Here is the situation: You’re in your office and want to ask a superior a critical question. The query is both important and contains some privileged information. How do you contact this colleague?
- A) Email them
- B) Talk to them face-to-face
- C) Use Slack
The answer depends on context, and it can sometimes be hard to decipher.
Slack has now become one of the more common ways for coworkers to communicate. It’s both helpful for workflow, as well as social chat (many workplaces have slack rooms like “cat lovers” that have become niche versions of watercooler small talk). This shift from email to more chat-like functionality happened pretty quickly, and leaves a lot of room for gray area for what is and isn’t appropriate.
First and foremost, no matter which mode of communication you’re taking, remember it’s still happening at work. “Be careful of your wording,” says Barbara Pachter, a coach on business communications and interactions and author of The Communication Clinic. Even in what feels like the most secure of digital situations, you should be judicious with how you phrase things. This is one of the biggest problems people face when encountering workplace communication problems, she says.
Quick questions. Slack is best used for quick questions that need a fast answer. The reason it works so well, especially in the face of email, is that it’s in front of everyone’s faces, and all the people in an organization are on it.
Group brainstorms. Slack helps eliminate inbox clutter. If you’re working on a brainstorm, the chatroom environment is perfect for spitballing ideas. Conversely, when working with a large group of people, there is nothing worse than a reply-all avalanche. “People hate getting emails that they don’t want to receive,” says Pachter. “It clutters up everybody’s inbox.”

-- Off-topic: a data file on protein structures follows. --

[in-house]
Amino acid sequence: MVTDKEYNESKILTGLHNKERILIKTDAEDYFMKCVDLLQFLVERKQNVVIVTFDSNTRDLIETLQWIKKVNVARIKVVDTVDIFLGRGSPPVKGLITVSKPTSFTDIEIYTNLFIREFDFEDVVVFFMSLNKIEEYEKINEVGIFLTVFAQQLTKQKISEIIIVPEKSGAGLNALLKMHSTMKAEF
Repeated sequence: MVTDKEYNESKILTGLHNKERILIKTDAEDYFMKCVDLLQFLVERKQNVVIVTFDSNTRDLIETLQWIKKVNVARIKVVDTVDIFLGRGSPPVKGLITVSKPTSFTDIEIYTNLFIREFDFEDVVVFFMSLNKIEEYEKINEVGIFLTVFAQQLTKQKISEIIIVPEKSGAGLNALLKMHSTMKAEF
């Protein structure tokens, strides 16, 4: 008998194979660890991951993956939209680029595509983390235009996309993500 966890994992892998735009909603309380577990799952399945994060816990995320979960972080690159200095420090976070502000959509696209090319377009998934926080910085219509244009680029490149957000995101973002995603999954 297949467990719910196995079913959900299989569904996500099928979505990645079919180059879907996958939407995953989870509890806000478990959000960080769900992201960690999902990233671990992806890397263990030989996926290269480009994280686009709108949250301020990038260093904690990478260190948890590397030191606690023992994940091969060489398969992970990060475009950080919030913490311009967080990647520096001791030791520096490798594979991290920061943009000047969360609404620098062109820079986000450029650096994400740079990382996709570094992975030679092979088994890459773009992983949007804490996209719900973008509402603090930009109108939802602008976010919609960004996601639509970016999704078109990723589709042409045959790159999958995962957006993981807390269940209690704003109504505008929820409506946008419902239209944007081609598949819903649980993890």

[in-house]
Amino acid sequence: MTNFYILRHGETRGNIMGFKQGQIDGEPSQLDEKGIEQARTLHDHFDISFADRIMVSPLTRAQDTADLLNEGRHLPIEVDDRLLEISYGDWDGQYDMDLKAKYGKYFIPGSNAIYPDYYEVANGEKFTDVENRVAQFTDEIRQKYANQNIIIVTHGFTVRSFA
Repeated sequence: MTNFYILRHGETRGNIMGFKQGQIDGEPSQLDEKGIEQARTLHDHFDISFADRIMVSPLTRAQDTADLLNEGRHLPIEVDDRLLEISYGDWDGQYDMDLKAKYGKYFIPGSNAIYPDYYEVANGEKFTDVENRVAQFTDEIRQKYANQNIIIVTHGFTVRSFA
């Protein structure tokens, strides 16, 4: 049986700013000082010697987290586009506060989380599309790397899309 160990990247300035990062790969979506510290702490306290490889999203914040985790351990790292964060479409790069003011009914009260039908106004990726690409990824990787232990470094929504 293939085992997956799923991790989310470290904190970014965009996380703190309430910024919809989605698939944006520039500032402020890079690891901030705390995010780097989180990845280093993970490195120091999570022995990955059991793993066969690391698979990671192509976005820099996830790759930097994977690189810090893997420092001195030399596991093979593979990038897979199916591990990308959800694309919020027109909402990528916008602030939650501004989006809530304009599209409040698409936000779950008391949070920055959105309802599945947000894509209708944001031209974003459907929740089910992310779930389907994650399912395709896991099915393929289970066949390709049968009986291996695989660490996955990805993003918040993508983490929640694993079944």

Long messages. There are a few instances when it’s best to avoid Slack. For one, email is a bit more formal than Slack, so it may be helpful when beginning to foster a business relationship. Additionally, if you’re looking to talk about things more at length, email may be best.
When you want more privacy. Ultimately, email is best when trying to maintain the most privacy. Though information feels like it is protected when using chatlike interfaces, that may not be the case. For one, administrators likely have access to whatever people are sending on a platform. Not only that, but the information you share on a chat platform has the chance of being subpoenaed by the authorities if such action is warranted. While email can be subpoenaed too, by using a product like Slack, you forfeit control over your data in those circumstances.
For one-to-one conversations, it could seem like a toss-up about which is best. For Pachter, the answer lies in the context. If you’re working with a colleague who seems inclined to Slack, it’s best to stay that way to avoid changing channels and getting lines crossed. Similarly, if someone initiates communication via email, it doesn’t make sense to go to Slack when the current system is working just fine.
Equally important is realizing that what you say carries weight. Read what you say to make sure it’s being sent on the right medium and in the right tone. Pachter recommends that people say out loud what they’re writing as well as put the address of the person they’re sending the information to last. This way, you make sure you’ve proofed everything before unintentionally hitting send.
Pachter also recommends something that may seem archaic to some: talk. “Sometimes just call the person and be done with it,” she says. A simple conversation can eliminate onerous interactions. Not only that, but conversations can’t be subpoenaed by authorities. Perhaps most important: You can interpret people’s tones and body language when face-to-face. A mere “Thanks.” in a chat window is jarring. Does the person actually mean thanks? Does the period at the end mean they’re unhappy? That could all be cleared up if a voice were heard and expressions seen. A two-sentence, in-person interaction will likely be more effective than a few curt digital exchanges.
In the end, as Pachter explained, it’s all about the context of the situation and what you need to say. Though systems like Slack seem easy, they require just as much finesse as any normal interaction. And it’s important to remember that when deciding the best way to communicate.